In a digital world, the media is all around us. Every day, thousands of media messages bombard us, giving us news, knowledge, entertainment, information on products, lifestyles and beliefs. Media increasingly determines what we learn, what we believe, and what actions we take as members of communities or as citizens.
Amidst this barrage of media, how do we know where and how to find accurate, independent information? How can we tell what is real and what is fake? Media and Information Literacy helps us develop the skills to use media effectively, safely and responsibly.
This introduction to media literacy is part of CCDS’s efforts to research and advocate for digital equality in India. It is aimed at children and teenagers in the 11–16 age-group, and can be used by students themselves, or teachers and trainers in the classroom.
Three youngsters are walking through a busy city street. They are about 14 years old and are dressed in jeans. All of them have phones – either in their pockets or hands or bags.
The street is grey and crowded. Everywhere are hoardings advertising orange juice and ice cream, phones and fancy holidays. A jingle is playing from a roadside stall. A cricket match is being televised by a huge screen in a shop window.
It’s the first day of the school holidays. Sonali, Zeenat and Rohan are celebrating two months of freedom.
Zeenat: I can’t believe exams are done. What’s the plan today?
Rohan: Anything except studying.
Sonali: Let’s just hang out and have lunch. Do you want to go for a movie? Or shopping? I need new shoes.
Rohan: Can we stop at the Phone Gallery?
Sonali: A new phone! Lucky. Which ones are you looking at?
The content has been written for a graphic book format, as a series of conversations between three teenagers, interspersed with boxes containing information, quizzes and trivia. Total content is around 8,000 words for the first workbook.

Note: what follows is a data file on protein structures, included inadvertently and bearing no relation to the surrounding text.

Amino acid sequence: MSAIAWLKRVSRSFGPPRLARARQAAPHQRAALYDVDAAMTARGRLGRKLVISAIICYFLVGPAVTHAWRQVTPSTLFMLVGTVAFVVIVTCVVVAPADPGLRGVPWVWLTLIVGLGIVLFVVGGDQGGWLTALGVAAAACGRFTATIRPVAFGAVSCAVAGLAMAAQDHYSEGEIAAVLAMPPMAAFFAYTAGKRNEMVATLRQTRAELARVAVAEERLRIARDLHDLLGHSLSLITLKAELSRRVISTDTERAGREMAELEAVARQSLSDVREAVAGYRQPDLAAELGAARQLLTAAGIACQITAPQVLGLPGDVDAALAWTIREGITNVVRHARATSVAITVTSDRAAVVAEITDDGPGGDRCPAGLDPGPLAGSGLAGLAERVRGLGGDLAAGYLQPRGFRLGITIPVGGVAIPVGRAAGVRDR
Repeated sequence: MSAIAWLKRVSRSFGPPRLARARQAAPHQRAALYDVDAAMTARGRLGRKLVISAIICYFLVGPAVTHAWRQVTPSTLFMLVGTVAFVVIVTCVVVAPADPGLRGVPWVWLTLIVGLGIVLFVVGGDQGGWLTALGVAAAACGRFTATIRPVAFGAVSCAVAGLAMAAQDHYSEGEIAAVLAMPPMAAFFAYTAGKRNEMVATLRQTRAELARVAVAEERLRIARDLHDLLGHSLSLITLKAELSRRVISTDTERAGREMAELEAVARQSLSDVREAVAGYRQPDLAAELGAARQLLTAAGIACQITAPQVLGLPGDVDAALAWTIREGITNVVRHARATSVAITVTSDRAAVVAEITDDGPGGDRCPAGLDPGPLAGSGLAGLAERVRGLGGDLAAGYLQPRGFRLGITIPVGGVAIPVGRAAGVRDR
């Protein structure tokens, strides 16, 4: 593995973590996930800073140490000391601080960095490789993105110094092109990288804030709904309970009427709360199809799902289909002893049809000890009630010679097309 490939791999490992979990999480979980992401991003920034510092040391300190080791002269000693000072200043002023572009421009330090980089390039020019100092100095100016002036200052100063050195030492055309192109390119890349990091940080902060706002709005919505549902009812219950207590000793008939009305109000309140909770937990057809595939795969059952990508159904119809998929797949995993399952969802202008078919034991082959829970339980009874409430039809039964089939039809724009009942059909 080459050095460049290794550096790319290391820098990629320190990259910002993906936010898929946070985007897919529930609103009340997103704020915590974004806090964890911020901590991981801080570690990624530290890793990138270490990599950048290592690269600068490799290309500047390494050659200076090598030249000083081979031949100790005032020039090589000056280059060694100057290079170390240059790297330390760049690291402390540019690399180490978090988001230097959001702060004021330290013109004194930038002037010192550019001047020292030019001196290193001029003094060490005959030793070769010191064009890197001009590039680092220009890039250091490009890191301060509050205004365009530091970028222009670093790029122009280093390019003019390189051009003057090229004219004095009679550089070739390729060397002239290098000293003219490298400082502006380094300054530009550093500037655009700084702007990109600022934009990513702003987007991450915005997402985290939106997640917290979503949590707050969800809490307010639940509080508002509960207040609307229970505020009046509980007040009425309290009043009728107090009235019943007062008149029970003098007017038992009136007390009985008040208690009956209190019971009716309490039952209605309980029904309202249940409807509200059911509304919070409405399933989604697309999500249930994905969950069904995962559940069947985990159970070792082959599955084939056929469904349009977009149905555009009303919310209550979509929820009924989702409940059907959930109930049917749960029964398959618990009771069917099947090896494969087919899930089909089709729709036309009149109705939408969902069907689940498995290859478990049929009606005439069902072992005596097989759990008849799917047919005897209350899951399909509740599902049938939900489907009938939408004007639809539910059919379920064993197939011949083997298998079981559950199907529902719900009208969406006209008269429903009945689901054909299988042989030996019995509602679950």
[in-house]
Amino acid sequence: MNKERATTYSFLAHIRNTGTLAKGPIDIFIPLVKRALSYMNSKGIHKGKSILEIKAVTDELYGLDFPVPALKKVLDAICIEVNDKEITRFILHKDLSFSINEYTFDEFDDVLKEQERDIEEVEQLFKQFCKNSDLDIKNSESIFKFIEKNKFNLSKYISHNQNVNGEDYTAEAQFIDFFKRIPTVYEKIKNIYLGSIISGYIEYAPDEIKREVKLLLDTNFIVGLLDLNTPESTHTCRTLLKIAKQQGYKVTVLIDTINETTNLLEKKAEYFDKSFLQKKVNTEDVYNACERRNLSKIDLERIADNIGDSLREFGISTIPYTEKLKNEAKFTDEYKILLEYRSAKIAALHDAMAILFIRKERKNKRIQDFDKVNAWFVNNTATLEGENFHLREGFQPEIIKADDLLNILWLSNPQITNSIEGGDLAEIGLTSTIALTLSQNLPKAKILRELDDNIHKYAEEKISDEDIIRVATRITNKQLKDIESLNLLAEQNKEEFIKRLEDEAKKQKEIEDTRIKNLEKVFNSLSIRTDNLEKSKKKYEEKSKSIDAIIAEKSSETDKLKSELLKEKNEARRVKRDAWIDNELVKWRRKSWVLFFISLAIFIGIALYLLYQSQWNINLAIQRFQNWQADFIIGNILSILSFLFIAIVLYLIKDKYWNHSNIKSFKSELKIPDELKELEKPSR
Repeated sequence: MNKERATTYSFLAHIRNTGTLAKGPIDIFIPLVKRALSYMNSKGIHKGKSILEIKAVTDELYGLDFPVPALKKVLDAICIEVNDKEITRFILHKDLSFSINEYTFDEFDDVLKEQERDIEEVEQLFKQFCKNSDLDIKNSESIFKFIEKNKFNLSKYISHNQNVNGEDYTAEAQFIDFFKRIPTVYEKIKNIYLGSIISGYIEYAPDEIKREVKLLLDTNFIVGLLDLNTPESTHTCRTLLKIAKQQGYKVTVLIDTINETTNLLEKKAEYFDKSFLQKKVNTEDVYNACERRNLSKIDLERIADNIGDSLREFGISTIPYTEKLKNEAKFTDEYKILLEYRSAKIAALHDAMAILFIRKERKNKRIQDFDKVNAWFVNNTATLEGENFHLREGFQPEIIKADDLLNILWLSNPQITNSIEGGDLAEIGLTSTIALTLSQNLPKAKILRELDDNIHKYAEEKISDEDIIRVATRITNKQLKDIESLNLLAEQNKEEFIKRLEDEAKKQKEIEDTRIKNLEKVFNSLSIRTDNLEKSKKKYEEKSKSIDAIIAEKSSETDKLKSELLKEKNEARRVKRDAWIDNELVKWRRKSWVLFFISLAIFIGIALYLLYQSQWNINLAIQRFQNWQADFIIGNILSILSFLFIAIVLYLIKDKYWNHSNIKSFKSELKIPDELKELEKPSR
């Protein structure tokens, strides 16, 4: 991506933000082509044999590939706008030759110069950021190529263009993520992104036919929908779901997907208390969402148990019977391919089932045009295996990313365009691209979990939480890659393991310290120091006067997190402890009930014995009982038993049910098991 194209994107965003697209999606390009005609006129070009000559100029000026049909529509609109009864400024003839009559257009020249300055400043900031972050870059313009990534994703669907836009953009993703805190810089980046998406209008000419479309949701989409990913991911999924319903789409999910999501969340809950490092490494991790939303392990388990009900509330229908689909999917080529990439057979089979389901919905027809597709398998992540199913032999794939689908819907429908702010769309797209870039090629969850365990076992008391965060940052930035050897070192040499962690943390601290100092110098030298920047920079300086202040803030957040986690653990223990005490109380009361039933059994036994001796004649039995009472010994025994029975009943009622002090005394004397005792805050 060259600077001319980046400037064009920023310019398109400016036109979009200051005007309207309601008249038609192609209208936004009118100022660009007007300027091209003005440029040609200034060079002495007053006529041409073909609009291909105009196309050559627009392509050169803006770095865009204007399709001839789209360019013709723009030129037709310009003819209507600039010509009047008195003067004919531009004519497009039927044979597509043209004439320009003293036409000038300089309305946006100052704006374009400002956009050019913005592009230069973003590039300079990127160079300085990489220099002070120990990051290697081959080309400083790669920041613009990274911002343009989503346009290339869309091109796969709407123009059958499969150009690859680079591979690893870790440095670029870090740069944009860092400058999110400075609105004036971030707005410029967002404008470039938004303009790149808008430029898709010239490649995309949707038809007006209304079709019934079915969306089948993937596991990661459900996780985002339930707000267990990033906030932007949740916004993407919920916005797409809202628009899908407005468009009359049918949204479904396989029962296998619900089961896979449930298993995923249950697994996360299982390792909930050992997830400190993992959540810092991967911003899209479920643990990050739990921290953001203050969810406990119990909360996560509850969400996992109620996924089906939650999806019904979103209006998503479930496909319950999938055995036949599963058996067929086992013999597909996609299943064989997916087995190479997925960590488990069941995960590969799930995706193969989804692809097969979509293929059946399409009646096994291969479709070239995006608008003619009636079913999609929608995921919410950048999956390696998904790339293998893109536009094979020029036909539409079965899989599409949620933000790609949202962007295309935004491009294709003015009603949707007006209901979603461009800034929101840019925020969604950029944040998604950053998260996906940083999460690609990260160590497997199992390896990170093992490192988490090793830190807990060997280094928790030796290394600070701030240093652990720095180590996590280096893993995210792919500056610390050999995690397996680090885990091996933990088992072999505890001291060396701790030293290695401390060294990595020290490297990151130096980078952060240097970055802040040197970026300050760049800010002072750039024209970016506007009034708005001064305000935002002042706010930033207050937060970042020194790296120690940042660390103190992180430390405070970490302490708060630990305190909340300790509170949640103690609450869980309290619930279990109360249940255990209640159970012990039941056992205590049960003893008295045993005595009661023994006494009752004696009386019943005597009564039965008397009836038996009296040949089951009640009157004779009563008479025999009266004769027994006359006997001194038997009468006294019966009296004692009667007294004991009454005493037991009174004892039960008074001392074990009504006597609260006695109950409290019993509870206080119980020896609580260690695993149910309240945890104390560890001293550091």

I began the storyboarding for the book by first figuring out all the scenes that the characters would be interacting in. Then once I had the angles and shots mapped out in my head I began by placing the characters in those scenarios and worked out how they were interacting with each other. It was quite a challenge to keep the scenes dynamic as most of the actions that happen in the book are conversations.
I really enjoyed creating shots and angles in the panels that should the interactions between the children from different perspectives – Long Shots, PoV’s, Distorted Perspective, etc.
All the story boarding was done in thumbnail sketches, the final integration with the textual content would be necessary to figure out the size of panels and placement of characters. This was quite challenging as the script was 32 pages which was the same length that the graphic novel was supposed to be. Integrating the text in a way that allowed for the illustrations while not making the content seem too verbose was an interesting exercise.
I redraw the thumbnail sketch onto a larger A4 sheet as a rough layout. From there, I work out the rest of the drawing freehand, looking at reference photos for details and postures or props that I’m not certain about.
Since this stage involves a lot of tweaking and refining as I draw, I use a really hard 4H Staedtler pencil for the first round and then go in and do the final sketch in a softer darker 2B for seperating foreground and background.
With the basic pencil sketching done and the text boxes overlaid in their approximate sizes, I begin working on the details for each scene. First I make sure that the characters and basic forms of the background are in place. I prefer to work with foreground (characters) before detailing the background. First I start with the characters, inking with a with Pigma Micron 0.1mm fineliner. Next the basic forms of the background followed by the detailing with 0.05mm and highlight certain parts that are important with 0.1mm. Once the background and foreground are done, I outline the characters with a slightly thicker point 0.3mm or 0.5mm so that they stand out a bit more.
This stage-wise inking is more or less followed per page. I too sometimes go back and add more details if I feel a scene is too bland or could use a little more props. I also tend to fill in the pure black areas like hair and… well in this case just hair I guess.
I tend to spend a lot of time on the inking phase, tinkering around with details and textures of the background. This part for me is a lot of fun!
The brief for the cover was a full color page with just the title and a scene with elements that are present through the book. The book was originally going to be called ‘Click Tricks’ but after I designed the cover as an intricate and confusing labyrinth, the client felt like changing the title to ‘Media Maze’ would be more appropriate.
There are some spreads in the book that require illustrations that are mostly based on the actual scenes that the conversations are happening in. There are very little derivative illustrations or concepts in these spreads.
This type of spread has a lot of imaginary content in the illustrations. There are also workbook elements or activities interspersed in this spread.
This spread is mostly used near the end of chapters where the activities are highlighted. The book was also meant to be a sort of activity book where children could solve the quizzes to figure out more about media literacy.